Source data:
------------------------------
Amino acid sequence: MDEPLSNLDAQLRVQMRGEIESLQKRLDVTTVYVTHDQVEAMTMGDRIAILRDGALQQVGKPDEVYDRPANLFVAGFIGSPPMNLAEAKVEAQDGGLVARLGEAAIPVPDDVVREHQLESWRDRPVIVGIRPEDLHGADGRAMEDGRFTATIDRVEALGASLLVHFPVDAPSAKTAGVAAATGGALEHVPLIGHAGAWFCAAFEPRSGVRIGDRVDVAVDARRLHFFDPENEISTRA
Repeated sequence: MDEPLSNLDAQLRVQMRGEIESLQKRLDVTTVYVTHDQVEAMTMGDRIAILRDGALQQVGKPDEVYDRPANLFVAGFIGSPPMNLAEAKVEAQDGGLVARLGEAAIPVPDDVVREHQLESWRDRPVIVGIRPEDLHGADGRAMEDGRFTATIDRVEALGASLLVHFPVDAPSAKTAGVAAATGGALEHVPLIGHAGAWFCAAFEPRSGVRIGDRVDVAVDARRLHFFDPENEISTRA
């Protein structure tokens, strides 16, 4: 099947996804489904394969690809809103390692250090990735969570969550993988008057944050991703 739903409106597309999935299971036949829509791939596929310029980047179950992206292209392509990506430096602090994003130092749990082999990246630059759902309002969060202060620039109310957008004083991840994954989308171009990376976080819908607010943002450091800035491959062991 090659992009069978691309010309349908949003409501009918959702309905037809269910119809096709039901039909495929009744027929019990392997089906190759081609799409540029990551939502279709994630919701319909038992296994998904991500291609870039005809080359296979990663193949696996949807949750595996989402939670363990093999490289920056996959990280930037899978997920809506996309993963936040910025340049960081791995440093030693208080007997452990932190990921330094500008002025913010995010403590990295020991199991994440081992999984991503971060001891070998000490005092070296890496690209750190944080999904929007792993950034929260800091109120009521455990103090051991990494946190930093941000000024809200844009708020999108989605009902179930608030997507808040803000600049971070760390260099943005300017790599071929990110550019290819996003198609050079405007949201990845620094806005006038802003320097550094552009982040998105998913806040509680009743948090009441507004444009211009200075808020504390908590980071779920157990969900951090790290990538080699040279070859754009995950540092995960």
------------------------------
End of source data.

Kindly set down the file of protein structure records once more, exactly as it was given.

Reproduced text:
Amino acid sequence: MDEPLSNLDAQLRVQMRGEIESLQKRLDVTTVYVTHDQVEAMTMGDRIAILRDGALQQVGKPDEVYDRPANLFVAGFIGSPPMNLAEAKVEAQDGGLVARLGEAAIPVPDDVVREHQLESWRDRPVIVGIRPEDLHGADGRAMEDGRFTATIDRVEALGASLLVHFPVDAPSAKTAGVAAATGGALEHVPLIGHAGAWFCAAFEPRSGVRIGDRVDVAVDARRLHFFDPENEISTRA
Repeated sequence: MDEPLSNLDAQLRVQMRGEIESLQKRLDVTTVYVTHDQVEAMTMGDRIAILRDGALQQVGKPDEVYDRPANLFVAGFIGSPPMNLAEAKVEAQDGGLVARLGEAAIPVPDDVVREHQLESWRDRPVIVGIRPEDLHGADGRAMEDGRFTATIDRVEALGASLLVHFPVDAPSAKTAGVAAATGGALEHVPLIGHAGAWFCAAFEPRSGVRIGDRVDVAVDARRLHFFDPENEISTRA
């Protein structure tokens, strides 16, 4: 099947996804489904394969690809809103390692250090990735969570969550993988008057944050991703 739903409106597309999935299971036949829509791939596929310029980047179950992206292209392509990506430096602090994003130092749990082999990246630059759902309002969060202060620039109310957008004083991840994954989308171009990376976080819908607010943002450091800035491959062991 090659992009069978691309010309349908949003409501009918959702309905037809269910119809096709039901039909495929009744027929019990392997089906190759081609799409540029990551939502279709994630919701319909038992296994998904991500291609870039005809080359296979990663193949696996949807949750595996989402939670363990093999490289920056996959990280930037899978997920809506996309993963936040910025340049960081791995440093030693208080007997452990932190990921330094500008002025913010995010403590990295020991199991994440081992999984991503971060001891070998000490005092070296890496690209750190944080999904929007792993950034929260800091109120009521455990103090051991990494946190930093941000000024809200844009708020999108989605009902179930608030997507808040803000600049971070760390260099943005300017790599071929990110550019290819996003198609050079405007949201990845620094806005006038802003320097550094552009982040998105998913806040509680009743948090009441507004444009211009200075808020504390908590980071779920157990969900951090790290990538080699040279070859754009995950540092995960």